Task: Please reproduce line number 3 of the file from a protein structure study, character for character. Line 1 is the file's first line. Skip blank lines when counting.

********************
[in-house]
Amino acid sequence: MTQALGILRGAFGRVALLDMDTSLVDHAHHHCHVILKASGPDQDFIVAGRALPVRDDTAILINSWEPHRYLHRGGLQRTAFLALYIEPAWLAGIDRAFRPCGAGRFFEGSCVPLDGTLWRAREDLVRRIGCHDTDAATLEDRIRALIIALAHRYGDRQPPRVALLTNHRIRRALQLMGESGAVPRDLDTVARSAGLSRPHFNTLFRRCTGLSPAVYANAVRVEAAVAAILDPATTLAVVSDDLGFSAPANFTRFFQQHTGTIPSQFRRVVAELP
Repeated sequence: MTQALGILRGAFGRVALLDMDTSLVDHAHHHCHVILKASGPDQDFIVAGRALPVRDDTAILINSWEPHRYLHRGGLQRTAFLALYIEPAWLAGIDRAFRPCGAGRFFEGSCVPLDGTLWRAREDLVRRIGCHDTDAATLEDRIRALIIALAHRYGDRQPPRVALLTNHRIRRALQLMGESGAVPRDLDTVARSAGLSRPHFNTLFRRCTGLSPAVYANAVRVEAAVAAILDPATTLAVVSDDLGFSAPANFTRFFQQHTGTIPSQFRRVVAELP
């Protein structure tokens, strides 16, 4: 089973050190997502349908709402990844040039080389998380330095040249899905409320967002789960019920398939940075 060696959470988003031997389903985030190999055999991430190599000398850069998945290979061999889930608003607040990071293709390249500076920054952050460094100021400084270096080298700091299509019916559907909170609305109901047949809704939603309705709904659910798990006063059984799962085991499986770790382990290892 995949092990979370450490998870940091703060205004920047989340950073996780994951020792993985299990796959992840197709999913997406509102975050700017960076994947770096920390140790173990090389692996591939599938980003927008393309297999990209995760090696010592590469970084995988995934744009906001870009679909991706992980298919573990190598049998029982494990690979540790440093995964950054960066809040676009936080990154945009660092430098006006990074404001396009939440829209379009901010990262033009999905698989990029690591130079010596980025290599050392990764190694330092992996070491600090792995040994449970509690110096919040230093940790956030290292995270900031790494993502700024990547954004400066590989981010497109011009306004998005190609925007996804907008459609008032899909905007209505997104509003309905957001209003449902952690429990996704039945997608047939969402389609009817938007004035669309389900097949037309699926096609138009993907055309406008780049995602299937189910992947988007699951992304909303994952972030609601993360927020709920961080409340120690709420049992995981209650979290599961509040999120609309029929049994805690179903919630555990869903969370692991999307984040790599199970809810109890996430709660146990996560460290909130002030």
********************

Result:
Repeated sequence: MTQALGILRGAFGRVALLDMDTSLVDHAHHHCHVILKASGPDQDFIVAGRALPVRDDTAILINSWEPHRYLHRGGLQRTAFLALYIEPAWLAGIDRAFRPCGAGRFFEGSCVPLDGTLWRAREDLVRRIGCHDTDAATLEDRIRALIIALAHRYGDRQPPRVALLTNHRIRRALQLMGESGAVPRDLDTVARSAGLSRPHFNTLFRRCTGLSPAVYANAVRVEAAVAAILDPATTLAVVSDDLGFSAPANFTRFFQQHTGTIPSQFRRVVAELP